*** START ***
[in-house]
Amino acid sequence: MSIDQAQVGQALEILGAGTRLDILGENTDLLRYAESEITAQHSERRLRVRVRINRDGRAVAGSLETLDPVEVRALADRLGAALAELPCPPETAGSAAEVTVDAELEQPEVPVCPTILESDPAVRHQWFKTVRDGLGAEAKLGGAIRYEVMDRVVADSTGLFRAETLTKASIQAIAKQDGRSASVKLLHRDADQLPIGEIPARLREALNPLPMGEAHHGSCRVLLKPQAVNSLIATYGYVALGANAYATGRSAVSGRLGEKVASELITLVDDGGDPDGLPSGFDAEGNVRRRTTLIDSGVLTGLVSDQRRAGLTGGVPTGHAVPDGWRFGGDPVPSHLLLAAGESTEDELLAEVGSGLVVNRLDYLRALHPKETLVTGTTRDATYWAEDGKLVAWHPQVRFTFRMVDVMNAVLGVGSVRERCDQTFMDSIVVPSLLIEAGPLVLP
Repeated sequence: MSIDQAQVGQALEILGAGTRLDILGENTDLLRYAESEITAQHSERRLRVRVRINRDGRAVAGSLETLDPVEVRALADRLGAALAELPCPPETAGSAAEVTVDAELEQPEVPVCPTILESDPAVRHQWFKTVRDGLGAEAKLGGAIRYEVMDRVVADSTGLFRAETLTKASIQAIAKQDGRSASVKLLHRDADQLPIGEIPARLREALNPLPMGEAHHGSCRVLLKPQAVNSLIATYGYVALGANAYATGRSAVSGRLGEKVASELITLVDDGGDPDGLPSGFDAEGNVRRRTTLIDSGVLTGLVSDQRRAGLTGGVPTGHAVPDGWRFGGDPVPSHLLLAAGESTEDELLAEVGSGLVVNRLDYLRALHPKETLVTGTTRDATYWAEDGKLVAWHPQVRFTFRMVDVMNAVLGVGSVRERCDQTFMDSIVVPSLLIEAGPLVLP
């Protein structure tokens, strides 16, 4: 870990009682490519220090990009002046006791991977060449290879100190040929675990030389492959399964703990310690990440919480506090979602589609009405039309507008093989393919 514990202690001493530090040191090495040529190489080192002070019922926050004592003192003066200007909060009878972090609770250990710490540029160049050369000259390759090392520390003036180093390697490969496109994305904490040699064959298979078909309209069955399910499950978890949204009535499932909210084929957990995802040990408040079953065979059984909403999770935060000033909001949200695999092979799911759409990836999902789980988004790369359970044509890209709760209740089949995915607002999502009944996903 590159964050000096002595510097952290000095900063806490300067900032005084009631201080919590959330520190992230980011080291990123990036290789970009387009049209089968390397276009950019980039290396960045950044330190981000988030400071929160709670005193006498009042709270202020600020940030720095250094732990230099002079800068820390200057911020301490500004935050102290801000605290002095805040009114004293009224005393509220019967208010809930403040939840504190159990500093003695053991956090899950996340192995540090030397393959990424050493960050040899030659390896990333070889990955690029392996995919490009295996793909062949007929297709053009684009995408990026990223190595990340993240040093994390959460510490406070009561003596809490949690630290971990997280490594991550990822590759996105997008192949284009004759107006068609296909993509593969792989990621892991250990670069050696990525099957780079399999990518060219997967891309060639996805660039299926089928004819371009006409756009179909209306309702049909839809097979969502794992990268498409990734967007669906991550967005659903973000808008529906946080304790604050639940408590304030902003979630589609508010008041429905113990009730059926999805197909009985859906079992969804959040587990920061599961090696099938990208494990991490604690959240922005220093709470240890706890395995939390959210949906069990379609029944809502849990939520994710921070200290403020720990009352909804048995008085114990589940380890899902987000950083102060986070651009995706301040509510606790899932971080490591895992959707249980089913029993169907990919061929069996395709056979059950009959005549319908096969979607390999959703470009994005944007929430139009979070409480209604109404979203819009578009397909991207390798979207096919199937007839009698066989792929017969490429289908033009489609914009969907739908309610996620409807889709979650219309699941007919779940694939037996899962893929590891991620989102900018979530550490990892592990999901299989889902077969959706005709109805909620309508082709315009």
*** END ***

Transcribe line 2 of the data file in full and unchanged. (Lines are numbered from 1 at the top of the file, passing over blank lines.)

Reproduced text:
Amino acid sequence: MSIDQAQVGQALEILGAGTRLDILGENTDLLRYAESEITAQHSERRLRVRVRINRDGRAVAGSLETLDPVEVRALADRLGAALAELPCPPETAGSAAEVTVDAELEQPEVPVCPTILESDPAVRHQWFKTVRDGLGAEAKLGGAIRYEVMDRVVADSTGLFRAETLTKASIQAIAKQDGRSASVKLLHRDADQLPIGEIPARLREALNPLPMGEAHHGSCRVLLKPQAVNSLIATYGYVALGANAYATGRSAVSGRLGEKVASELITLVDDGGDPDGLPSGFDAEGNVRRRTTLIDSGVLTGLVSDQRRAGLTGGVPTGHAVPDGWRFGGDPVPSHLLLAAGESTEDELLAEVGSGLVVNRLDYLRALHPKETLVTGTTRDATYWAEDGKLVAWHPQVRFTFRMVDVMNAVLGVGSVRERCDQTFMDSIVVPSLLIEAGPLVLP